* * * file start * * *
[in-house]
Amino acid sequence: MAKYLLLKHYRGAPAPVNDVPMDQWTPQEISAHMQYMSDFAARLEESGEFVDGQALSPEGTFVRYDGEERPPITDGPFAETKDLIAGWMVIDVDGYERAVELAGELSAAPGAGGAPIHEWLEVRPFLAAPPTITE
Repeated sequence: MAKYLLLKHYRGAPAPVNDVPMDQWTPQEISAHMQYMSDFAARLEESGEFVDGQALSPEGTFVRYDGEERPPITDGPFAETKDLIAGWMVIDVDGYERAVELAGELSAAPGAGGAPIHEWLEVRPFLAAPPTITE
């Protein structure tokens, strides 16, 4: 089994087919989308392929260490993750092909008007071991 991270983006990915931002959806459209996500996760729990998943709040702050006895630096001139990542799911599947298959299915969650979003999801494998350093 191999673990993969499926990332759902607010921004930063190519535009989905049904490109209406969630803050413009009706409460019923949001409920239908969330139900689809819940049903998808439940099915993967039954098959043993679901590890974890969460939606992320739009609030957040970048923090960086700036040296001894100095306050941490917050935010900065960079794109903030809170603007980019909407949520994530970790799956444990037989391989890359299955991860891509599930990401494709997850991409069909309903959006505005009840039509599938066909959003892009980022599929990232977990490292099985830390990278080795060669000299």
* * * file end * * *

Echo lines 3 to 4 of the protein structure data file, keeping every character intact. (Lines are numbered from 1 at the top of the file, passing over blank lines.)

Repeated sequence: MAKYLLLKHYRGAPAPVNDVPMDQWTPQEISAHMQYMSDFAARLEESGEFVDGQALSPEGTFVRYDGEERPPITDGPFAETKDLIAGWMVIDVDGYERAVELAGELSAAPGAGGAPIHEWLEVRPFLAAPPTITE
């Protein structure tokens, strides 16, 4: 089994087919989308392929260490993750092909008007071991 991270983006990915931002959806459209996500996760729990998943709040702050006895630096001139990542799911599947298959299915969650979003999801494998350093 191999673990993969499926990332759902607010921004930063190519535009989905049904490109209406969630803050413009009706409460019923949001409920239908969330139900689809819940049903998808439940099915993967039954098959043993679901590890974890969460939606992320739009609030957040970048923090960086700036040296001894100095306050941490917050935010900065960079794109903030809170603007980019909407949520994530970790799956444990037989391989890359299955991860891509599930990401494709997850991409069909309903959006505005009840039509599938066909959003892009980022599929990232977990490292099985830390990278080795060669000299």